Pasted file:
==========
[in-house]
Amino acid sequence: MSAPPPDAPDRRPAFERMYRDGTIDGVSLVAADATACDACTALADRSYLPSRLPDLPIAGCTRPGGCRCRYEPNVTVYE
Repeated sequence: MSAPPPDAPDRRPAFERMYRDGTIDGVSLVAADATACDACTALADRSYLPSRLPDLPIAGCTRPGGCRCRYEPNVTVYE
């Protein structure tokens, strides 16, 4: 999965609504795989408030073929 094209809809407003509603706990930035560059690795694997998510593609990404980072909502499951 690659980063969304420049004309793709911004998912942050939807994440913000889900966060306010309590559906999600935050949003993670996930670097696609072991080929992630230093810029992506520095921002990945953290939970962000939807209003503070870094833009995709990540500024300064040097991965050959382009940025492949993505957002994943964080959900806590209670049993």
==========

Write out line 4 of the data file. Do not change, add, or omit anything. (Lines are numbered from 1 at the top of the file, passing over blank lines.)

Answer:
């Protein structure tokens, strides 16, 4: 999965609504795989408030073929 094209809809407003509603706990930035560059690795694997998510593609990404980072909502499951 690659980063969304420049004309793709911004998912942050939807994440913000889900966060306010309590559906999600935050949003993670996930670097696609072991080929992630230093810029992506520095921002990945953290939970962000939807209003503070870094833009995709990540500024300064040097991965050959382009940025492949993505957002994943964080959900806590209670049993």